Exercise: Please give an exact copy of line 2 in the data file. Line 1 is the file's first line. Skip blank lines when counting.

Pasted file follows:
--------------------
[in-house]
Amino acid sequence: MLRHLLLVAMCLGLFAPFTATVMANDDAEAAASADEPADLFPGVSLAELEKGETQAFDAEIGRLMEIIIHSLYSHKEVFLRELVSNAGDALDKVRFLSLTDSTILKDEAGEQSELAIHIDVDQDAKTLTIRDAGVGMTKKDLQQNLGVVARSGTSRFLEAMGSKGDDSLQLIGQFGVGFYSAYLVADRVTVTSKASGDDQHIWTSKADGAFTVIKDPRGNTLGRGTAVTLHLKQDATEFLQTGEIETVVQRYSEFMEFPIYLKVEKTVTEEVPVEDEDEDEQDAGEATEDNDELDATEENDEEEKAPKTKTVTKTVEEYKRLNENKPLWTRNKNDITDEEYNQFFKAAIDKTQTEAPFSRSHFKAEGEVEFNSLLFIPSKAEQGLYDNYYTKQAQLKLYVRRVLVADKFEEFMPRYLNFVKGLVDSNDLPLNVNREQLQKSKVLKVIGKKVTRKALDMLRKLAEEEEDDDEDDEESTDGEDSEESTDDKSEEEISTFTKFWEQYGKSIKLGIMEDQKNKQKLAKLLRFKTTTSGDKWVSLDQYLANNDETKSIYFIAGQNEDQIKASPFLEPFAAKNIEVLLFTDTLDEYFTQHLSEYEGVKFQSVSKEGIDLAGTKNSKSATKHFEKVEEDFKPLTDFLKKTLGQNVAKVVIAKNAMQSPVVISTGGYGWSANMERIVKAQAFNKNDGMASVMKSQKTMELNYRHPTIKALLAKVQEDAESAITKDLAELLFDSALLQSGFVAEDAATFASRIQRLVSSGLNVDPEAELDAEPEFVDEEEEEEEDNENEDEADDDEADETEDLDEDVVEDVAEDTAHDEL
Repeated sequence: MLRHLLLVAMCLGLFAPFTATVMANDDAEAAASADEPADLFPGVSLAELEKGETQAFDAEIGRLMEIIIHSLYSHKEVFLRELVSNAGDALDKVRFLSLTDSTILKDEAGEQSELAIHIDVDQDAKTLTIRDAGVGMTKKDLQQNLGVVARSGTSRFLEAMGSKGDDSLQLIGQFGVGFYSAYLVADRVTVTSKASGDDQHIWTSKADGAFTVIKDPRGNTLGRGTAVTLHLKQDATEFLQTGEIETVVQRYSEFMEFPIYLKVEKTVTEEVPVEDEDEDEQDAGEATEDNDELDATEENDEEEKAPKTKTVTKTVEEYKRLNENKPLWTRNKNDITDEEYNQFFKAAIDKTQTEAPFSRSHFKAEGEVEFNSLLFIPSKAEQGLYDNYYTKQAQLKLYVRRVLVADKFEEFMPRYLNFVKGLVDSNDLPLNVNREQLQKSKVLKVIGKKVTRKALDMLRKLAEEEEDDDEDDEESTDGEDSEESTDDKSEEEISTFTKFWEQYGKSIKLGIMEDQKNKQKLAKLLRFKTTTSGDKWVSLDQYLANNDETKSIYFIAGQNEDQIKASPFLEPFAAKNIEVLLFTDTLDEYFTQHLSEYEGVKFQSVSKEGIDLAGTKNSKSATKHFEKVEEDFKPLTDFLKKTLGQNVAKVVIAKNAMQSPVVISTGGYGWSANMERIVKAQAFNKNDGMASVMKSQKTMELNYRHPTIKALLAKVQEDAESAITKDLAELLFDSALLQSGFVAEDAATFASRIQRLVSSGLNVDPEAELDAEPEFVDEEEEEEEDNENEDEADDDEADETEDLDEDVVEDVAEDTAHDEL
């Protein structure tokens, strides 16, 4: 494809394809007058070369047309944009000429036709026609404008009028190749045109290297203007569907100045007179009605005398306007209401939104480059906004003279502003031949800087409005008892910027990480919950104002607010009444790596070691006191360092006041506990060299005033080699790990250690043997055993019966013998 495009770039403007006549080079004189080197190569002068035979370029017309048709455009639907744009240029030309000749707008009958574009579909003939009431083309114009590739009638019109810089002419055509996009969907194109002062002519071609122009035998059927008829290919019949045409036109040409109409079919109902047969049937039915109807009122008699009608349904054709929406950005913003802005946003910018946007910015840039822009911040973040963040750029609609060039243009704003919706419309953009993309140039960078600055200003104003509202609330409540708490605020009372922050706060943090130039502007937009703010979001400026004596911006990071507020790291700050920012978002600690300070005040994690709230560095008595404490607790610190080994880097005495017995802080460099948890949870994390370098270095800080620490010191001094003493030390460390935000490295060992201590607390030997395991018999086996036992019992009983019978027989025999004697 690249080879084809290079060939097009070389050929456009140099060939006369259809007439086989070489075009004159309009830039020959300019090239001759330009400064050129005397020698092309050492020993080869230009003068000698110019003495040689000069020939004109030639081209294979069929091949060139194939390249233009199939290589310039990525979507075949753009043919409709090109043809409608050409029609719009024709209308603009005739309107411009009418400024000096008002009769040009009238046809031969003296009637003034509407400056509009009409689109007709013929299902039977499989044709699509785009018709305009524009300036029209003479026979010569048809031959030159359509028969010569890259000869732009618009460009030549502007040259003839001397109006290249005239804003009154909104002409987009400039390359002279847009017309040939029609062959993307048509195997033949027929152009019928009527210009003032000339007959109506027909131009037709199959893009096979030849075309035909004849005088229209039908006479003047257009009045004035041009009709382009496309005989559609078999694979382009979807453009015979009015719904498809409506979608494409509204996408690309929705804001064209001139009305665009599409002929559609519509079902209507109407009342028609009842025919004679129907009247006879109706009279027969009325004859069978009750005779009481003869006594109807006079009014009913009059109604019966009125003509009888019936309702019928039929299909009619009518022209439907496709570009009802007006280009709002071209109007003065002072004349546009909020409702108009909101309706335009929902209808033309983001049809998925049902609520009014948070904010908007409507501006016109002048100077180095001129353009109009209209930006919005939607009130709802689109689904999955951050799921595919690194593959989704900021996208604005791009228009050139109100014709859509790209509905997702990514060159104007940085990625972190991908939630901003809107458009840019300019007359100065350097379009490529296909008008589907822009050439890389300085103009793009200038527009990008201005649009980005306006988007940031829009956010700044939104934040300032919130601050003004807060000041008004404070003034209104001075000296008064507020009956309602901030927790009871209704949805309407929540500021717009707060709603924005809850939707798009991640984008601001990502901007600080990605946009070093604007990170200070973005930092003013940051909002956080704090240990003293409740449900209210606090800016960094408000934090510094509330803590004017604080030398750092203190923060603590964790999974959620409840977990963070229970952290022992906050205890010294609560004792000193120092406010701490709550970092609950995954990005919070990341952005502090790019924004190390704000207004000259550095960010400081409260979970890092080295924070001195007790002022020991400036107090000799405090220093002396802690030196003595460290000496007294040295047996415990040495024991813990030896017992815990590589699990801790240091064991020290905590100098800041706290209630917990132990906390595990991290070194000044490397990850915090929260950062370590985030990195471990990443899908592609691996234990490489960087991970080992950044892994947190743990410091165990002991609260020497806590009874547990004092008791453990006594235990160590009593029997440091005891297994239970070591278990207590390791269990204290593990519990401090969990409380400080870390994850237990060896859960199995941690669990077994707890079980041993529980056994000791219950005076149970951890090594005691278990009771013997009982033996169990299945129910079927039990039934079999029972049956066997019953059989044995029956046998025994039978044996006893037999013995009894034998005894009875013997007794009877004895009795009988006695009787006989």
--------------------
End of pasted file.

Amino acid sequence: MLRHLLLVAMCLGLFAPFTATVMANDDAEAAASADEPADLFPGVSLAELEKGETQAFDAEIGRLMEIIIHSLYSHKEVFLRELVSNAGDALDKVRFLSLTDSTILKDEAGEQSELAIHIDVDQDAKTLTIRDAGVGMTKKDLQQNLGVVARSGTSRFLEAMGSKGDDSLQLIGQFGVGFYSAYLVADRVTVTSKASGDDQHIWTSKADGAFTVIKDPRGNTLGRGTAVTLHLKQDATEFLQTGEIETVVQRYSEFMEFPIYLKVEKTVTEEVPVEDEDEDEQDAGEATEDNDELDATEENDEEEKAPKTKTVTKTVEEYKRLNENKPLWTRNKNDITDEEYNQFFKAAIDKTQTEAPFSRSHFKAEGEVEFNSLLFIPSKAEQGLYDNYYTKQAQLKLYVRRVLVADKFEEFMPRYLNFVKGLVDSNDLPLNVNREQLQKSKVLKVIGKKVTRKALDMLRKLAEEEEDDDEDDEESTDGEDSEESTDDKSEEEISTFTKFWEQYGKSIKLGIMEDQKNKQKLAKLLRFKTTTSGDKWVSLDQYLANNDETKSIYFIAGQNEDQIKASPFLEPFAAKNIEVLLFTDTLDEYFTQHLSEYEGVKFQSVSKEGIDLAGTKNSKSATKHFEKVEEDFKPLTDFLKKTLGQNVAKVVIAKNAMQSPVVISTGGYGWSANMERIVKAQAFNKNDGMASVMKSQKTMELNYRHPTIKALLAKVQEDAESAITKDLAELLFDSALLQSGFVAEDAATFASRIQRLVSSGLNVDPEAELDAEPEFVDEEEEEEEDNENEDEADDDEADETEDLDEDVVEDVAEDTAHDEL